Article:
I only mention this because we are getting “because I said so” arguments and we’re responding with “of course.” The new Republican budget was unveiled recently. In a video Rep. Paul Ryan, showed that his budget would avoid a debt crisis. How? Well he had a graph and he said so. He doesn’t want people asking too many questions. We are being force-fed a mantra that tax cuts for the rich will create jobs. Republicans say it so often I’m beginning to think they have a “millionaire tax cut” button. Why do tax cuts for the rich create jobs. Because they said so. You could argue that the people who really create jobs are consumers, because they buy products and services thus creating demand for more products and services. This in turn employs more people to manufacture and sell those products and to provide those services. Virtually all of those consumers are not wealthy. So perhaps cutting taxes for them would make more sense than cutting taxes for the rich. You could make that argument. They would rather you didn’t. I’m amazed at the number of people who just assume the “tax cuts create jobs” argument is  true without taking the time to think about it. This brush-off by the public is how we ended up with “death panels.” Sarah Palin hopped on FOX and did some “golly gee Democrats want to kill old people,” number and we were off to the races.  Pres. Obama might not be a citizen. Why? Donald Trump says so. He said so multiple times so it must be ultra-true. These questions are far more complicated and take far more attention than we are willing to give. Yes, people are busy. They have families, and jobs and any number of things to do, but we are at the beginning of the next presidential campaign. If we want real leadership, we have to demand it.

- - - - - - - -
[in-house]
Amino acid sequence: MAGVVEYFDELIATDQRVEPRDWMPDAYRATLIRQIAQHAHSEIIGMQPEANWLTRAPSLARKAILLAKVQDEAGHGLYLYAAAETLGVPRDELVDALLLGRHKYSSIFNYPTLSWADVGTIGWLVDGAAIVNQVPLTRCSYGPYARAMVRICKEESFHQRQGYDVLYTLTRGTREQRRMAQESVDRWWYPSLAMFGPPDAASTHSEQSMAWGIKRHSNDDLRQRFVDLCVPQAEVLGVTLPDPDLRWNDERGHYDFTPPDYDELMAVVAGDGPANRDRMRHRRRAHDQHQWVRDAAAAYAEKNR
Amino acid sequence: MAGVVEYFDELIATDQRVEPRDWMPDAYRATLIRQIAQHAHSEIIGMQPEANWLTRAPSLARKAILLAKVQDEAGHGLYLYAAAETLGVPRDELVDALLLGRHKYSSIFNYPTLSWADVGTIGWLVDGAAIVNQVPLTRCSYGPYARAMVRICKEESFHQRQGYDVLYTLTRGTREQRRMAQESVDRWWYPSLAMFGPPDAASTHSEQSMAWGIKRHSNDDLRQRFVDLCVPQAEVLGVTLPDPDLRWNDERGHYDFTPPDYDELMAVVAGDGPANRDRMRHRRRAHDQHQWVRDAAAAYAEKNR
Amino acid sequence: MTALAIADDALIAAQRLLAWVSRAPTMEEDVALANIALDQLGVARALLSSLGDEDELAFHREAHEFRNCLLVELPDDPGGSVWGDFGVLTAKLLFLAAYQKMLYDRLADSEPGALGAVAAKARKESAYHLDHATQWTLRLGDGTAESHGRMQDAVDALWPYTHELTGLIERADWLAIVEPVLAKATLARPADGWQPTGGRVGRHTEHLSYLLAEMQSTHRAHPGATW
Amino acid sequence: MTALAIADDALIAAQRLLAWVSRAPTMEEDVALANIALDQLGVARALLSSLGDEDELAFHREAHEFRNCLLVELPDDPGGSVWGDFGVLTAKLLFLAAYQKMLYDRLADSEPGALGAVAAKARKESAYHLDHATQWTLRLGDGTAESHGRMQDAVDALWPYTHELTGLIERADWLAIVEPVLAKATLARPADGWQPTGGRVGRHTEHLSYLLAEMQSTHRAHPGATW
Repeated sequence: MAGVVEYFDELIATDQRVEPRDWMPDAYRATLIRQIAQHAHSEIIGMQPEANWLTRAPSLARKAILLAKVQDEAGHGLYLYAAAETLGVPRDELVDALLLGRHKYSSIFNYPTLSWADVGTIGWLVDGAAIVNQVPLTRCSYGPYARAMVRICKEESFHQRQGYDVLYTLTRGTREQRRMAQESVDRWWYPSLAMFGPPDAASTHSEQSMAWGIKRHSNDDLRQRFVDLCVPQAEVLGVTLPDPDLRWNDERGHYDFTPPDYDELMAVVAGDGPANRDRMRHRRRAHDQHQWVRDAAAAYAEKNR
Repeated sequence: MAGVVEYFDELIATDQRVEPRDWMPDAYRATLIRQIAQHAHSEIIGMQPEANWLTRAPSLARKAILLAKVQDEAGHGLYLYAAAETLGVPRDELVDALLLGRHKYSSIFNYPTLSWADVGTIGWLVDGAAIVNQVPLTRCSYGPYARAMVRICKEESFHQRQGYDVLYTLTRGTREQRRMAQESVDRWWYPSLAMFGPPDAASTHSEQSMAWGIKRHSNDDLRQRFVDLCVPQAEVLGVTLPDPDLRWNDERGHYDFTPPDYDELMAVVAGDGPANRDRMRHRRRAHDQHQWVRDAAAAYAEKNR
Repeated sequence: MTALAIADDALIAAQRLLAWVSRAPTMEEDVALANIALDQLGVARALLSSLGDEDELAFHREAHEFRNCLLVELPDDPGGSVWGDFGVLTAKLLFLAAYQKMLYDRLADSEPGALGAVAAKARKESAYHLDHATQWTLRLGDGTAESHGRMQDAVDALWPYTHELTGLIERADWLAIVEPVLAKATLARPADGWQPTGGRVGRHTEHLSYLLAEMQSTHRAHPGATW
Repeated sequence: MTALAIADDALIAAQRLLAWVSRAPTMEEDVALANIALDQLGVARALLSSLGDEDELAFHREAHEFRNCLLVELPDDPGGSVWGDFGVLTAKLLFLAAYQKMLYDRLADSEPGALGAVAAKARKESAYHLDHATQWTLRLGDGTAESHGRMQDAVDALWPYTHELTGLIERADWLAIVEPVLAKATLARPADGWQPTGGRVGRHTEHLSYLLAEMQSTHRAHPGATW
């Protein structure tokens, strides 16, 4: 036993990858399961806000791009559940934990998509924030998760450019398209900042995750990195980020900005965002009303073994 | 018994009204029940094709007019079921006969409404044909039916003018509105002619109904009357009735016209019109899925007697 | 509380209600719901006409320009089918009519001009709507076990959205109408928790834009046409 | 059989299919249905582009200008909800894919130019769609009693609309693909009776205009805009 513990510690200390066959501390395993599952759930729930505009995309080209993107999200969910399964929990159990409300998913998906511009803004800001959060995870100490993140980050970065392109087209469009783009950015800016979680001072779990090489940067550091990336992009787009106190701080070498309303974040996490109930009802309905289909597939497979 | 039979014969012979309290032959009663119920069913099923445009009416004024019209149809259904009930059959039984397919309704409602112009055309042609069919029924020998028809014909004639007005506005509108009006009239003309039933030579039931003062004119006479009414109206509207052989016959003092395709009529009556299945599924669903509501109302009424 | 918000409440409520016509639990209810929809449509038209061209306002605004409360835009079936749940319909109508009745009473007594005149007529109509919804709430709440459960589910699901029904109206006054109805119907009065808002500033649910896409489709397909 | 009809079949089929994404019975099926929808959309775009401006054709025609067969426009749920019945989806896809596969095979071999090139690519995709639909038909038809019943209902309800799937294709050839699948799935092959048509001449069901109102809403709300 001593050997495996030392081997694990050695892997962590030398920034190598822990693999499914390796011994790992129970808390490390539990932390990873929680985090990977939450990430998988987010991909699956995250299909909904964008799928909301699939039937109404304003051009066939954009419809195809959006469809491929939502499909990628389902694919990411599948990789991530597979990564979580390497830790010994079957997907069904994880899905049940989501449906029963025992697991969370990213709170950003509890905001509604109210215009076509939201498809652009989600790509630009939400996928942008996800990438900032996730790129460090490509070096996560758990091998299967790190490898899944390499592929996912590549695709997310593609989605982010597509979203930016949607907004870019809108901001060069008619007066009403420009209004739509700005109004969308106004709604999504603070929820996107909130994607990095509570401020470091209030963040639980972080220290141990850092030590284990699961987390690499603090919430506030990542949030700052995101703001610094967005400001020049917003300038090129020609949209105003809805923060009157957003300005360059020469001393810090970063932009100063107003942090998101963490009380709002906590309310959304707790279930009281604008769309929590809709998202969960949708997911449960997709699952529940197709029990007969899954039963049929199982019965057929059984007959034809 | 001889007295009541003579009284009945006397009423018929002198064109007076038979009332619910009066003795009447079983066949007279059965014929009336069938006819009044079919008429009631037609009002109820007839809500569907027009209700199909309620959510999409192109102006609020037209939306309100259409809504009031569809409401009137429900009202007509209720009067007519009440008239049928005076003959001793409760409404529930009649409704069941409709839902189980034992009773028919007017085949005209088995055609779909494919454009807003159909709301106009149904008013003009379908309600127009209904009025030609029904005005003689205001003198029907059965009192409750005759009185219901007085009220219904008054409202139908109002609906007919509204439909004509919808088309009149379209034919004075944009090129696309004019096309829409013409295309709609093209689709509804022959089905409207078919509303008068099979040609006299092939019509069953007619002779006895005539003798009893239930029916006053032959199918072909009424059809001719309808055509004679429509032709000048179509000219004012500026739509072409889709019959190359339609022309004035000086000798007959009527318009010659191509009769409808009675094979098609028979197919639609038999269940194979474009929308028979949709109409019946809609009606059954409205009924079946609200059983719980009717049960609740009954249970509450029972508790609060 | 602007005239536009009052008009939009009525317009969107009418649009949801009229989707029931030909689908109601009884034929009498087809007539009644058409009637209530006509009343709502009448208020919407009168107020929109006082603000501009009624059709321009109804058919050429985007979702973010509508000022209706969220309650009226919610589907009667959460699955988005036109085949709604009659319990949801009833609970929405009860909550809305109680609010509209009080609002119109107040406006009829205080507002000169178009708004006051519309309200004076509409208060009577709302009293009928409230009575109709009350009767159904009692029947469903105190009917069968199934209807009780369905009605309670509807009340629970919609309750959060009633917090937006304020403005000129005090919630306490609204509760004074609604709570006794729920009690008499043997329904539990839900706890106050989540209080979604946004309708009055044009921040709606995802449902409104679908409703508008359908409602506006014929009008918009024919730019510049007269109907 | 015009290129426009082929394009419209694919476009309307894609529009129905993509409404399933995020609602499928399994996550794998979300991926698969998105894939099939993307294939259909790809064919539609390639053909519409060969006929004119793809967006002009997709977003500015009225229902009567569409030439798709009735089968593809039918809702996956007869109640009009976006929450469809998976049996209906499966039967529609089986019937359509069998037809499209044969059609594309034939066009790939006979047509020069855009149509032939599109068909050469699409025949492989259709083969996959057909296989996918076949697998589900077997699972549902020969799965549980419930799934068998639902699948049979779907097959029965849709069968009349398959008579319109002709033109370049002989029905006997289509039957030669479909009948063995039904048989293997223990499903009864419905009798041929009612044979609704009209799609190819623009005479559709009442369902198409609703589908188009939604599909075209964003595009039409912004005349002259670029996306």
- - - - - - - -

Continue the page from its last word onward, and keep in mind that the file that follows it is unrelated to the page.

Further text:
I wrote 402 words about the tree in the woods question. Imagine how many more words could be written about taxes, healthcare, and education. All of these discussions are going on in the federal government, and state governments. In the movie “Uncle Buck” there’s a scene where Macualay Culkin is asking rapid-fire questions of his Uncle Buck. Buck (played by John Candy) tells him he asks a lot of questions. Culkin replies, “I’m a kid. That’s my job.” When did we quit that job? When did we become so disillusioned that we decided it wasn’t worth asking anymore? We need to take up that job again, but it won’t work if we just accept any answer. So we have to ask, How many “because I said so” arguments are we going to accept before we ask for real answers? How many times are we just going to say, of course?  I used to think that Americans were just apathetic when it came to holding government accountable. I was wrong. We just don’t want to take the time to really examine the questions. So, I’m extending an invitation. It’s to a rally. A rally where we start asking the tough questions and demanding real answers. Where is this rally? It’s on your computer, in you living room, in your statehouses, or an imaginary forest. It’s anyplace where we know that sound exists because we make sure that people can hear us.

Bachmann-Trump Overdrive